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  • Article: China EB-5 – DHS Requests an Extension of the Program and Plans to Increase the Minimum Investment Amount to $800,000 What Does This Mean for the EB-5 Program? By Bernard Wolfsdorf, Esq.

    China EB-5 – DHS Requests an Extension of the Program and Plans to Increase the Minimum Investment Amount to $800,000 What Does This Mean for the EB-5 Program?

    by


    Starting May, 1, 2015, only Chinese born applicants who filed their adjustment of status before May 1, 2013 can file to adjust status if they are lawfully in the U.S., or proceed to be scheduled for a final interview in Guangzhou. On April 27, 2015, DHS Secretary Johnson requested Congress extend the EB-5 Regional Center Program that expires September 30, 2015. As a result there are many questions that need to be answered.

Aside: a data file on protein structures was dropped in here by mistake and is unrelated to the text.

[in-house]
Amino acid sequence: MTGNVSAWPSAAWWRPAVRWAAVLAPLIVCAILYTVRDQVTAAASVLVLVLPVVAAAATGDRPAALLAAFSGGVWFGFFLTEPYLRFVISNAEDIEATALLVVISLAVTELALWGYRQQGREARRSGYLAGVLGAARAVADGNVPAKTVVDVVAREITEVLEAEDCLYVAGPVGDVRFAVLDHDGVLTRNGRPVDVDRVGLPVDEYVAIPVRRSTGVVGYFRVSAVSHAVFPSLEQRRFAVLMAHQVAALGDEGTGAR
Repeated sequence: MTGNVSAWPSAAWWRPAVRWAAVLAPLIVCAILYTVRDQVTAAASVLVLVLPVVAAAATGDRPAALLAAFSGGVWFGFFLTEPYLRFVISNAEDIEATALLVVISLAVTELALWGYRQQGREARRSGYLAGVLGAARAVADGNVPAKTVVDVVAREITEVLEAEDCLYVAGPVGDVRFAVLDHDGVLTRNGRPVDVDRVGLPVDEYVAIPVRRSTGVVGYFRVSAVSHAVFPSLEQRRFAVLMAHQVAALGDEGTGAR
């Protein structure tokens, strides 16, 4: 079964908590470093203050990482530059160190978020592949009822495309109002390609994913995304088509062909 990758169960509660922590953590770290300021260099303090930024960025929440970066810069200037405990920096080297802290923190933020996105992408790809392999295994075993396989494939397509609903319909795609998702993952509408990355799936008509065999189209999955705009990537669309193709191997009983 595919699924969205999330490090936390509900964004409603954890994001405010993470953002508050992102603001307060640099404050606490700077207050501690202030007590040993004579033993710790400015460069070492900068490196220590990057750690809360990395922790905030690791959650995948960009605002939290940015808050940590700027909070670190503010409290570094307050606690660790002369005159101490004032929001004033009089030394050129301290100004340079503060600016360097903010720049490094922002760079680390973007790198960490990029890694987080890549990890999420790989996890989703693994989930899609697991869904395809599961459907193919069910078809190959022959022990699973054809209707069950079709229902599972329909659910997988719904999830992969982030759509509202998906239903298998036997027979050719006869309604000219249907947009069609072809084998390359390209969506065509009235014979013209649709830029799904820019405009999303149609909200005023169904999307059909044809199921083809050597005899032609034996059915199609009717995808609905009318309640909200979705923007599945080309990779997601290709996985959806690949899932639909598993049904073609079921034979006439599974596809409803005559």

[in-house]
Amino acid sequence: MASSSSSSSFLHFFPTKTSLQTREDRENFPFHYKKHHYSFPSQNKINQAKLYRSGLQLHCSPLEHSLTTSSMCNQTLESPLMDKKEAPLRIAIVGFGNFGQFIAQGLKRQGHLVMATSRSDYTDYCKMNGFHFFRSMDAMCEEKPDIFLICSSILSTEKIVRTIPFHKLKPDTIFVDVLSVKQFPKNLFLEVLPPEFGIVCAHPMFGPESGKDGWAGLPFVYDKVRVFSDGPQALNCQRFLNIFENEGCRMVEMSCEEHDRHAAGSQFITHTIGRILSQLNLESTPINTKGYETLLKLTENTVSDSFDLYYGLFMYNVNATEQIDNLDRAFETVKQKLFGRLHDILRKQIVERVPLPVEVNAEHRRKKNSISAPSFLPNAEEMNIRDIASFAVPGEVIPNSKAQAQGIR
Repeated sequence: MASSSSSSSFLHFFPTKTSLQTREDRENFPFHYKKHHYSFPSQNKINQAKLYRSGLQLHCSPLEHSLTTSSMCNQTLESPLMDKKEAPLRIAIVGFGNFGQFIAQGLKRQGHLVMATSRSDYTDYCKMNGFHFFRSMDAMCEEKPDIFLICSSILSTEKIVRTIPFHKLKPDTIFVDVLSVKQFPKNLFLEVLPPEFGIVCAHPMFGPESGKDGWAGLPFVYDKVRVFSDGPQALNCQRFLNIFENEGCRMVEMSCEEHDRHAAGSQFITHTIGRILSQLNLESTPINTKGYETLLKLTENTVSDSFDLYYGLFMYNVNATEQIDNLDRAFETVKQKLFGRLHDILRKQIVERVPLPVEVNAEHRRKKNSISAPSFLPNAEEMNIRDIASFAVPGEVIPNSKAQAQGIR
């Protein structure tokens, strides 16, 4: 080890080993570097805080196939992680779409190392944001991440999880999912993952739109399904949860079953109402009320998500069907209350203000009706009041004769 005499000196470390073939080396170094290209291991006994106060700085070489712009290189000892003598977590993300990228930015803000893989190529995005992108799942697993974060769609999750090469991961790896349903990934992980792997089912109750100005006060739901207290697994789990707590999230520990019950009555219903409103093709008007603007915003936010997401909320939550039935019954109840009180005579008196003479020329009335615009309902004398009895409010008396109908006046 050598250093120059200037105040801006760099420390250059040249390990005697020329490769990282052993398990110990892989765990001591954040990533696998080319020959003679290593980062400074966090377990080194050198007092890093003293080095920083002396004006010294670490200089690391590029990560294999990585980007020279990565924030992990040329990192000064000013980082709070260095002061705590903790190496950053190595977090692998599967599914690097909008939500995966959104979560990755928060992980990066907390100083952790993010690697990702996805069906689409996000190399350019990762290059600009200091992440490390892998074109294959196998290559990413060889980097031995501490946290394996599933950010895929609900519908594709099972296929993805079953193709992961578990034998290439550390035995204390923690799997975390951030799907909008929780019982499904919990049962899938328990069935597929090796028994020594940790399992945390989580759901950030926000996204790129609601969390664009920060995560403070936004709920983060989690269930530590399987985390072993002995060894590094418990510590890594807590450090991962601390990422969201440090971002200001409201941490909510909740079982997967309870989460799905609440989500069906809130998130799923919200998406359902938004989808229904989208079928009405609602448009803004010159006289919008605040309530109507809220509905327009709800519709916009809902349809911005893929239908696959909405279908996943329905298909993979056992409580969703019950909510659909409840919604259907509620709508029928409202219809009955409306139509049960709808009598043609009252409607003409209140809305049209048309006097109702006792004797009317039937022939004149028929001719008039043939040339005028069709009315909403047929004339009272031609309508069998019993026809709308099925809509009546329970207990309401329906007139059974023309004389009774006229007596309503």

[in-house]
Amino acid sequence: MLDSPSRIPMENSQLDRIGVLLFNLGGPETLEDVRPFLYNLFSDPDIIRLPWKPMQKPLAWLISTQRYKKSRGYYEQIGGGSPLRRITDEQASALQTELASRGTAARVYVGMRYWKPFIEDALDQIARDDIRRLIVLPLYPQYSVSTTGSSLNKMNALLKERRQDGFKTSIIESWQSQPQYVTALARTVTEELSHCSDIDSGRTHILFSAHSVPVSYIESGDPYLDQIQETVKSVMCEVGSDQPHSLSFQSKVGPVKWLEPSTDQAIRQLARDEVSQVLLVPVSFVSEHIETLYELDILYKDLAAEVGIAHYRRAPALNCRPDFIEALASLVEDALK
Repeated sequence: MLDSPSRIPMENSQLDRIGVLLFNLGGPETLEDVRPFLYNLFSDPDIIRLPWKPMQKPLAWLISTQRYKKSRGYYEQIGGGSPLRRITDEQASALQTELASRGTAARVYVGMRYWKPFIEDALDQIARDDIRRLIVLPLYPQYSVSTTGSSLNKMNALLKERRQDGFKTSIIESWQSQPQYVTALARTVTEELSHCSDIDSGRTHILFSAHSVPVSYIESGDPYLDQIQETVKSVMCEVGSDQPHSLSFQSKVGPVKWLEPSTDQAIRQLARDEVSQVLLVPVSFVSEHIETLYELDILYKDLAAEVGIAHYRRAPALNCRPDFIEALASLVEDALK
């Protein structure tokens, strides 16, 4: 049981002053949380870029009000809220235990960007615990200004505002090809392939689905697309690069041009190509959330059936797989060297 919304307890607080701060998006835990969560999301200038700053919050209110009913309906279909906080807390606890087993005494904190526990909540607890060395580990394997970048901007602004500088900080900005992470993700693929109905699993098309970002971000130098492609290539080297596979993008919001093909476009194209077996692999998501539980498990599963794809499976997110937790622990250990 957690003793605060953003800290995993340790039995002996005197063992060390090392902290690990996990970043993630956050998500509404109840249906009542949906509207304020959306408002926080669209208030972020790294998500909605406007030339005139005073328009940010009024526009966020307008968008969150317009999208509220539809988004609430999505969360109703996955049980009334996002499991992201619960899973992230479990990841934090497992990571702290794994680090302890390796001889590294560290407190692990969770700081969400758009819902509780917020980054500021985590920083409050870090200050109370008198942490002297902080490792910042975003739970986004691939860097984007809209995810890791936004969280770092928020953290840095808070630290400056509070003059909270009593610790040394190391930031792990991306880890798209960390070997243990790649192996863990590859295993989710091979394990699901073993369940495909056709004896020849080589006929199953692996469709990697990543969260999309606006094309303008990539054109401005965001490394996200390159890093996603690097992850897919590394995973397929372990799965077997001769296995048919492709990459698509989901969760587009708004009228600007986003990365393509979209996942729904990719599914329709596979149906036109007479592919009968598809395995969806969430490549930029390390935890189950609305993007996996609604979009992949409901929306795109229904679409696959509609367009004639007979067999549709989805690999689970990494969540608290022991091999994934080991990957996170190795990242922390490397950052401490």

1. USCIS will Increase the Minimum Investment Amounts.

    Since the minimum investment amounts have not been adjusted since the program was created 25 years ago, the minimum amounts will be increased both for investments into TEAs and for investments in other areas. That amount presently has the purchasing power of only $275,235. USCIS will exercise its authority to raise the minimum investment by regulation. Adjusted for inflation this amount would now be about $900,000. USCIS is also recommending linking minimum investment thresholds to widely accepted inflation indices. Congressional sources are stating the minimum investment amount will be increased to $800,000 for Targeted Employment Areas (TEA) and $1,800,000 for non-TEA.

    2. How many EB-5 visas are left for Fiscal Year 2015 ending September 30, 2015?